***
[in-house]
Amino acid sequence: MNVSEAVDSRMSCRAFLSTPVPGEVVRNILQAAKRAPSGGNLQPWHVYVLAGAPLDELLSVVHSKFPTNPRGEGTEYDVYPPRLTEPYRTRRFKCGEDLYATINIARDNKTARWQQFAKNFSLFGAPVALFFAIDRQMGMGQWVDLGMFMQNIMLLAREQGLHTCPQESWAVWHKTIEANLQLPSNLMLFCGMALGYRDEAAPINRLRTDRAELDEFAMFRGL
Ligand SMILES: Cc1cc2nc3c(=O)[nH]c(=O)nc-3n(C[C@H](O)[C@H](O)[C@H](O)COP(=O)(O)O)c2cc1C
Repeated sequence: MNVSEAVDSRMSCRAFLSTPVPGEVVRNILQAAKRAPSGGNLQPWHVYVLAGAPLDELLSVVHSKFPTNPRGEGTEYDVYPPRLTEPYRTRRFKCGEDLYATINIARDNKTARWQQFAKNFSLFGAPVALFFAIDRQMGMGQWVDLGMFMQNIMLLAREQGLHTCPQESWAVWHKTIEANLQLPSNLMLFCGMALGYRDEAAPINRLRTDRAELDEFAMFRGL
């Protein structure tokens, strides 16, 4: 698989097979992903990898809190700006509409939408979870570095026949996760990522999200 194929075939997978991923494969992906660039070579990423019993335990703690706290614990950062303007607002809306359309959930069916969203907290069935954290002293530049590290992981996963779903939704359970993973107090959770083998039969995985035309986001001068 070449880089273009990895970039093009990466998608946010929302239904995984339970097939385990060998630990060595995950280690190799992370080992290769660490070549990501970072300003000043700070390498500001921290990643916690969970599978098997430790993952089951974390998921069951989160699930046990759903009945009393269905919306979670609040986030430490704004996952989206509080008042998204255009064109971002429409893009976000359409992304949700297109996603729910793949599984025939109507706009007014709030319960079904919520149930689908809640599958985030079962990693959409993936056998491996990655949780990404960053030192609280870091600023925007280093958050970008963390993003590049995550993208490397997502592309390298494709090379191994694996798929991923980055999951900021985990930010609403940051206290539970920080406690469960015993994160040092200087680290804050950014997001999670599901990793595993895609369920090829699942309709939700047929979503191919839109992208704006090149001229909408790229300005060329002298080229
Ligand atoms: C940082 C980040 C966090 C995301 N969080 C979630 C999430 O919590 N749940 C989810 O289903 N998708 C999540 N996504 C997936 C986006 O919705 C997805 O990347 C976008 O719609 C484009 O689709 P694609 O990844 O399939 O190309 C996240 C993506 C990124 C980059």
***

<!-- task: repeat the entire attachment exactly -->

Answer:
[in-house]
Amino acid sequence: MNVSEAVDSRMSCRAFLSTPVPGEVVRNILQAAKRAPSGGNLQPWHVYVLAGAPLDELLSVVHSKFPTNPRGEGTEYDVYPPRLTEPYRTRRFKCGEDLYATINIARDNKTARWQQFAKNFSLFGAPVALFFAIDRQMGMGQWVDLGMFMQNIMLLAREQGLHTCPQESWAVWHKTIEANLQLPSNLMLFCGMALGYRDEAAPINRLRTDRAELDEFAMFRGL
Ligand SMILES: Cc1cc2nc3c(=O)[nH]c(=O)nc-3n(C[C@H](O)[C@H](O)[C@H](O)COP(=O)(O)O)c2cc1C
Repeated sequence: MNVSEAVDSRMSCRAFLSTPVPGEVVRNILQAAKRAPSGGNLQPWHVYVLAGAPLDELLSVVHSKFPTNPRGEGTEYDVYPPRLTEPYRTRRFKCGEDLYATINIARDNKTARWQQFAKNFSLFGAPVALFFAIDRQMGMGQWVDLGMFMQNIMLLAREQGLHTCPQESWAVWHKTIEANLQLPSNLMLFCGMALGYRDEAAPINRLRTDRAELDEFAMFRGL
């Protein structure tokens, strides 16, 4: 698989097979992903990898809190700006509409939408979870570095026949996760990522999200 194929075939997978991923494969992906660039070579990423019993335990703690706290614990950062303007607002809306359309959930069916969203907290069935954290002293530049590290992981996963779903939704359970993973107090959770083998039969995985035309986001001068 070449880089273009990895970039093009990466998608946010929302239904995984339970097939385990060998630990060595995950280690190799992370080992290769660490070549990501970072300003000043700070390498500001921290990643916690969970599978098997430790993952089951974390998921069951989160699930046990759903009945009393269905919306979670609040986030430490704004996952989206509080008042998204255009064109971002429409893009976000359409992304949700297109996603729910793949599984025939109507706009007014709030319960079904919520149930689908809640599958985030079962990693959409993936056998491996990655949780990404960053030192609280870091600023925007280093958050970008963390993003590049995550993208490397997502592309390298494709090379191994694996798929991923980055999951900021985990930010609403940051206290539970920080406690469960015993994160040092200087680290804050950014997001999670599901990793595993895609369920090829699942309709939700047929979503191919839109992208704006090149001229909408790229300005060329002298080229
Ligand atoms: C940082 C980040 C966090 C995301 N969080 C979630 C999430 O919590 N749940 C989810 O289903 N998708 C999540 N996504 C997936 C986006 O919705 C997805 O990347 C976008 O719609 C484009 O689709 P694609 O990844 O399939 O190309 C996240 C993506 C990124 C980059």